The recent stay in the execution of Guy LeGrande gave us anti-death-culture activists a sliver of hope, but the cruel injustice of the case should make all of Raleigh take a moment to think about how LeGrande's case reflects our people's treatment of the mentally ill. Western Boulevard is a perfect physical representation of our current approach to the mentally ill. We shut down Dorothea Dix Hospital and sent the patients across the street to Central Prison. This must be what that rarely used crosswalk is for.
I used to live right behind the prison. A few thousand feet from my kitchen, people were being denied the right to spend time with their families. Sometimes they were denied the right to communicate with the outside world. Sometimes they were killed. But we all just walk or drive past and ignore that it is there.
What does this say about us? We are people that tolerate lynch mob "justice" and are so obsessed with filling the city with phallic towers that we are willing to build over the last great open space where we could retreat to preserve our sanity. This is not much to take pride in. Friends often wonder why I choose to live in such a soulless city, and sometimes I can defend it, but sometimes reality is overwhelmingly against me.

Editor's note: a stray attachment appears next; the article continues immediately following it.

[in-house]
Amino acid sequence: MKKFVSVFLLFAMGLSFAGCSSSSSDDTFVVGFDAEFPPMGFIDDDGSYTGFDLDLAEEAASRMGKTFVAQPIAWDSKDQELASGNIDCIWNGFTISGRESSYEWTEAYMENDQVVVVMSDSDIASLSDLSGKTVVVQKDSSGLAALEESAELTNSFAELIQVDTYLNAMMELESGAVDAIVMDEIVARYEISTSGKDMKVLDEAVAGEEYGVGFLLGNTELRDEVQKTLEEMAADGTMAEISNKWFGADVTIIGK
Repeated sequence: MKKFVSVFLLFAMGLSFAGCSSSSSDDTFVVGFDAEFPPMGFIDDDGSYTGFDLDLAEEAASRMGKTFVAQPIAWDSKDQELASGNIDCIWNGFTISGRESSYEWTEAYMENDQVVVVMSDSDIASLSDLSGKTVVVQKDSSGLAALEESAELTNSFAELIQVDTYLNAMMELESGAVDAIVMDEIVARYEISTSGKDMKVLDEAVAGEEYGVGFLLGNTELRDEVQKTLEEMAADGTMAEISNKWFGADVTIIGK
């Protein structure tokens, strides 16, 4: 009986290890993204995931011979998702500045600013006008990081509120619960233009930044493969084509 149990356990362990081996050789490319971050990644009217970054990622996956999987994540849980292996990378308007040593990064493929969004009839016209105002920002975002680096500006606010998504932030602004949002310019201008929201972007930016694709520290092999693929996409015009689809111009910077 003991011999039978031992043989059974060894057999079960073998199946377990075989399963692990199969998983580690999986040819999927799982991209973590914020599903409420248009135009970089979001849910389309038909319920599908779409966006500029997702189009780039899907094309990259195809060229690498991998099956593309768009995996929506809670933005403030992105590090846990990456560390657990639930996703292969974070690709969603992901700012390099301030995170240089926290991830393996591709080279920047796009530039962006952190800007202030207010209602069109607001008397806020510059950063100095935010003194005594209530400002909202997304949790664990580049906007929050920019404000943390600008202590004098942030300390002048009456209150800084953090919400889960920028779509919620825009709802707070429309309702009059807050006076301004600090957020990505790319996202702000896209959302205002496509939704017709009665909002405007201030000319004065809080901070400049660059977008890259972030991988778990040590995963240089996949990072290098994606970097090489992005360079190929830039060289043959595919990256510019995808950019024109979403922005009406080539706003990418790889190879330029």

But all is not hopeless: The people's plan for Dix Park is still alive (we are the last city in the country with such a huge opportunity to save land in the city's core), and North Carolina is closer than ever to a moratorium on executions (which would make us the first state in the South to pass a moratorium). A victory on both these issues would help us reframe the way we view ourselves. Victories such as this have helped unite the people of other cities and inspired them to see what else they could accomplish.
After we stop practicing human sacrifice in the heart of our city, maybe we will be motivated to tear down Central Prison and build in its place a beautiful and dignified assisted-living facility for the mentally ill, instead of razor wire-encircled warehouses.
Once we stop both state and city government from developing the last piece of Dix land, maybe we could decide to be the first city in the country to have an extensive municipal forest garden, where our citizens can play, learn about true economics through ecology, fill their bellies on the offerings of the forest crops, meet each other, scrape their knees, sleep, grow strong and stay sane. On the Great Field, we can have festivals and concerts. This vision would do much more to honor the legacy of Dorothea Dix than any sandwich shop or law firm.
We could be people who take pride in their city, not because we know the city council will approve our sleazy plans for destructive housing, but because we care about what we have to offer each other, because we stand up for each other, and because we care about the place we all live. Other cities could look to us as a place that does extraordinary things, instead of a city that tries very hard to be ordinary. Instead of being assholes, we could be hearts and backbones.